Television "science guy" Bill Nye found himself at the epicenter of some controversy in the Christian blogosphere recently, but he's sticking to his guns, telling The Associated Press on Monday: "If [evolution] conflicts with your beliefs, I strongly feel you should question your beliefs."
Nye, 56, gave the interview in response to a conservative group called Answers in Genesis, which took exception to a recent video that featured Nye asking religious parents to stop teaching creationism to their children. The group runs Kentucky's "Creation Museum," and published several videos featuring CEO Ken Ham and two of the museum's own "science guys" arguing that science disproves evolution. A followup third video features Ham rebuking "intolerant Bill Nye defenders" for commenting on his Facebook account after he disabled comments on the group's earlier videos.
"Really it's a clash of two world views," Ham said, describing his disagreement with Nye. "A clash of the absolutes, of Christianity based upon God's word, and moral relativism based on man's word." He went on to describe evolution as man's justification for moral relativism, and insisted that LGBT people should not have equal rights because of his belief that men and women were created solely to reproduce.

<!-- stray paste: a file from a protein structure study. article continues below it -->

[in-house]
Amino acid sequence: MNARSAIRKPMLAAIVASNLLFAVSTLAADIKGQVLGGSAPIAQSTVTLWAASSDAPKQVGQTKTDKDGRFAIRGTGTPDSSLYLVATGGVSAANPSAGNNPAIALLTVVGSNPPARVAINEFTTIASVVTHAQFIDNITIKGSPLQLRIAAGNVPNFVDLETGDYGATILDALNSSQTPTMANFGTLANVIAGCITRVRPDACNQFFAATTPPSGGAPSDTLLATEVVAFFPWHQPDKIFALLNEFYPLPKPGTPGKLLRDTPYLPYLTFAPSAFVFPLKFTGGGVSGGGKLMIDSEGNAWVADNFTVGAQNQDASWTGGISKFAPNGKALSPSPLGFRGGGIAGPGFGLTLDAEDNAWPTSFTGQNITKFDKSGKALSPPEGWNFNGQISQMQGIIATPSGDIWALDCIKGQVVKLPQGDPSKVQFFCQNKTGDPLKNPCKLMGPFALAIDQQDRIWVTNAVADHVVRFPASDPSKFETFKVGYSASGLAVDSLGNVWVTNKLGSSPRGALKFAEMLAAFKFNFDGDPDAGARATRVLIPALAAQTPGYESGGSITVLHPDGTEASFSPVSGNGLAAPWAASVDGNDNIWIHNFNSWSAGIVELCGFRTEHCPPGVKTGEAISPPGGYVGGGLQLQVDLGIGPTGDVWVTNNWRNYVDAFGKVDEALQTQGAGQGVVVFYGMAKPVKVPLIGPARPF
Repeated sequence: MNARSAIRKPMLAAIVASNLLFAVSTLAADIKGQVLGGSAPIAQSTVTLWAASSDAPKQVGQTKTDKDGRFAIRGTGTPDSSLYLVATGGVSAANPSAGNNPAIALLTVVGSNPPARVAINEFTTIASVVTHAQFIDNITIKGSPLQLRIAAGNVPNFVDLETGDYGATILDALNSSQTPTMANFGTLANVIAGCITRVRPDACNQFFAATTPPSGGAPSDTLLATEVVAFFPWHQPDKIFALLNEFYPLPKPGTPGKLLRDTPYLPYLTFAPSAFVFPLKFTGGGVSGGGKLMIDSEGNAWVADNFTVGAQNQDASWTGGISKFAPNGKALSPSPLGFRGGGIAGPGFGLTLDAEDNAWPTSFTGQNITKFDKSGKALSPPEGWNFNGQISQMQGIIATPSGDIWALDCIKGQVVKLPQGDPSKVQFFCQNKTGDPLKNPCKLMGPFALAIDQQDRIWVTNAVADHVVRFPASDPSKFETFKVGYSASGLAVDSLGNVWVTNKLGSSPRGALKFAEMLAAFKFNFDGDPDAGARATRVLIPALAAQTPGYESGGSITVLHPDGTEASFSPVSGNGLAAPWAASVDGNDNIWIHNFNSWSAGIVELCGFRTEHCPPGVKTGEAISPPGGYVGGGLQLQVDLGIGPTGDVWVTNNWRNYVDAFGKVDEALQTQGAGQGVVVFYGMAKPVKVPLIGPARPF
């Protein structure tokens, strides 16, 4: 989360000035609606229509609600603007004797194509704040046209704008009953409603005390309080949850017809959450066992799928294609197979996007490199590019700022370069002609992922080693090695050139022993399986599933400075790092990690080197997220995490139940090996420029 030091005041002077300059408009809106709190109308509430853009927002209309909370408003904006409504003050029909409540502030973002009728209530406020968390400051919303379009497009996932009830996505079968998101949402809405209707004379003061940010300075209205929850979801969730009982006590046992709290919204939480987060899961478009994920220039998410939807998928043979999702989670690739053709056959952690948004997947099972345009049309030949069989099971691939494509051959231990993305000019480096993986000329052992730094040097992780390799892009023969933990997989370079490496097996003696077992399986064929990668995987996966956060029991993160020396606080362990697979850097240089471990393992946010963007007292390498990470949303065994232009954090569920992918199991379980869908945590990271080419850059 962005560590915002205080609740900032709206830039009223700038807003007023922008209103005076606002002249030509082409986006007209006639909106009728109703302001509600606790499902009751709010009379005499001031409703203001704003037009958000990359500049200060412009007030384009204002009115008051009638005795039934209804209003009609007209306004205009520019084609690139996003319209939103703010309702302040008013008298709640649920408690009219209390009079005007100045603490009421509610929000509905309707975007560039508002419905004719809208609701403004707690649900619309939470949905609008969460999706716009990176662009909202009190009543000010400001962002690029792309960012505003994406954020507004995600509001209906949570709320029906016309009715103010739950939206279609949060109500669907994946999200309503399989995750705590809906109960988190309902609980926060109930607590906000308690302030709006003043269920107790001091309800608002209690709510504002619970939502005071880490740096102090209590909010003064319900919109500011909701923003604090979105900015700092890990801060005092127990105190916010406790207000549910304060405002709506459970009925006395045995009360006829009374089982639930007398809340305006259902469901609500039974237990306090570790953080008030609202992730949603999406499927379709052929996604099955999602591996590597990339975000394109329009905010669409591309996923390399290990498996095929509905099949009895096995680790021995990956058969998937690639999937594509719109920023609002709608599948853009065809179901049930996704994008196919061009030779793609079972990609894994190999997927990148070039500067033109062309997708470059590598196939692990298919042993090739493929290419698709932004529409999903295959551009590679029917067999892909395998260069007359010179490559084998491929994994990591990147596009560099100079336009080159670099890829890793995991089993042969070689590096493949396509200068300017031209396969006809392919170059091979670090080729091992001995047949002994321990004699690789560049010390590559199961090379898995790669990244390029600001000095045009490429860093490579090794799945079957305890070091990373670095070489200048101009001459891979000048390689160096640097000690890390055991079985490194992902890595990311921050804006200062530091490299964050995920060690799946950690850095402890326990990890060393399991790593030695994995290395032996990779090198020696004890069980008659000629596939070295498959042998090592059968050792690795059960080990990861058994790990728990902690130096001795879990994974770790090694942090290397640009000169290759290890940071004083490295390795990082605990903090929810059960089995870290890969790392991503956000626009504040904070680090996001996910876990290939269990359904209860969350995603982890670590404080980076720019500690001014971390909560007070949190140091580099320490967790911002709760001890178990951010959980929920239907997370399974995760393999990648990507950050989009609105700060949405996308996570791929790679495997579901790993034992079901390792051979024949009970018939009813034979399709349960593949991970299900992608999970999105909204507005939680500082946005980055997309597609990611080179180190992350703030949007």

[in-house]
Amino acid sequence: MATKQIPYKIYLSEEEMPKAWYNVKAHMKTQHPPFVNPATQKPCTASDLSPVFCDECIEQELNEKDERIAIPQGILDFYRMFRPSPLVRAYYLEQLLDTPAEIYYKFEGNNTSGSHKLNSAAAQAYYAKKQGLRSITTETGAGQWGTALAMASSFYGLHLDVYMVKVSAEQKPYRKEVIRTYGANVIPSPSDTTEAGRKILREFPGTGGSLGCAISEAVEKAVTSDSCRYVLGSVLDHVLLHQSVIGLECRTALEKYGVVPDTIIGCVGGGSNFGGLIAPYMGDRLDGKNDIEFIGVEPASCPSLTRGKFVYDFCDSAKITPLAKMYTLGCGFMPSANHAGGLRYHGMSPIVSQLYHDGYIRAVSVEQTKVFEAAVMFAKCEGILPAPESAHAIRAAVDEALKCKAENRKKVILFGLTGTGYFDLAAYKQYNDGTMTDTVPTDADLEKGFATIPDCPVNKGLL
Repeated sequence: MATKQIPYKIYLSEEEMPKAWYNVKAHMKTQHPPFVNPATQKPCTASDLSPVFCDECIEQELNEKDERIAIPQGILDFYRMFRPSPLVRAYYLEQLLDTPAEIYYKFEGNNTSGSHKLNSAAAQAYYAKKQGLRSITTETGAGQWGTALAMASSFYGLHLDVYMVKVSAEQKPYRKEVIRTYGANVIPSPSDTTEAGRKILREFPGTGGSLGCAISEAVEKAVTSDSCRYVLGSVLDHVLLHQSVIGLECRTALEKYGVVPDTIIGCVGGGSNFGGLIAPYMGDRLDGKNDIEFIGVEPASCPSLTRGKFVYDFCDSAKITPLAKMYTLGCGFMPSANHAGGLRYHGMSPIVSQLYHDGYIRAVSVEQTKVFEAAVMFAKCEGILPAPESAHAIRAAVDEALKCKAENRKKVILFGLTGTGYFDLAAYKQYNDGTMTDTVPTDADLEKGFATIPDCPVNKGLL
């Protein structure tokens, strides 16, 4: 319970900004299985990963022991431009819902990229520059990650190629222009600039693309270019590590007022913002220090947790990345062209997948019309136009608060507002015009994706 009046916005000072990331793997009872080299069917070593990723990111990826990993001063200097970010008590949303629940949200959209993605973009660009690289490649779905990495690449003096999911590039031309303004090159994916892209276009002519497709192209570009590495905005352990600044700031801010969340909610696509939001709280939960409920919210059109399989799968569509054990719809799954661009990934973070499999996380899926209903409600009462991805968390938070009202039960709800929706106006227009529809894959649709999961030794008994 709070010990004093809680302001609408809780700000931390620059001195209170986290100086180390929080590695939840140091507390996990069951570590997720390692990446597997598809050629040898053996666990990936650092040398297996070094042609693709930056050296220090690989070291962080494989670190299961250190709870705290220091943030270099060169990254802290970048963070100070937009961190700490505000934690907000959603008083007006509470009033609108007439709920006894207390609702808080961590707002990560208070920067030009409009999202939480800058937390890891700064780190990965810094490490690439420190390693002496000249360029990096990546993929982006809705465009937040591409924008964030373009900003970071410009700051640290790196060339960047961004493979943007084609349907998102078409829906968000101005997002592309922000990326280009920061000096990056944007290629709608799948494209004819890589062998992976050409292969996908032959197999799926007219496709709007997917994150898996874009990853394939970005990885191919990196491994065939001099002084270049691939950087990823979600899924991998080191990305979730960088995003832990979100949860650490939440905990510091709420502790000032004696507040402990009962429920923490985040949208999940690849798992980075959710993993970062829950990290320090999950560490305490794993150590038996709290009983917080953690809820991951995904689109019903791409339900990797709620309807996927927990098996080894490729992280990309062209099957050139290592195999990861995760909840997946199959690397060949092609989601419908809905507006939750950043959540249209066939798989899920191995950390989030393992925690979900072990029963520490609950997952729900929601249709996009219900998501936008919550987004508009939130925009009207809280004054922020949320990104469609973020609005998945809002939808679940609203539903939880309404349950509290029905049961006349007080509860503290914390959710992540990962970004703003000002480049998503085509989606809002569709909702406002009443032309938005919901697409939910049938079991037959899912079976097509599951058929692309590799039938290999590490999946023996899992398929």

"Evolution is the fundamental idea in all of life science, in all of biology," Nye said in an August interview with BigThink. "It's like, it's very much analogous to trying to do geology and not believing in tectonic plates. You're just not going to get the right answer. Your whole world is going to be a mystery instead of an exciting place."
Nye added: "And I say to the grownups, if you want to deny evolution and live in your world, in your world that's completely inconsistent with everything we observe in the universe, that's fine, but don't make your kids do it because we need them. We need scientifically literate voters and taxpayers for the future. We need people that can—we need engineers that can build stuff, solve problems."
The back-and-forth over Nye's comments was enough to get the AP's attention. "If we raise a generation of students who don't believe in the process of science, who think everything that we've come to know about nature and the universe can be dismissed by a few sentences translated into English from some ancient text, you're not going to continue to innovate," Nye told AP reporter Dylan Lovan on Monday.
He added that he finds it "troubling" that people sincerely believe the Earth may only be a few thousand years old. "Once in a while I get the impression that they're not kidding," Nye reportedly said.
This video was published to YouTube on August 23, 2012.
This video was published to YouTube on August 29, 2012.
This video was published to YouTube on Sept. 6, 2012.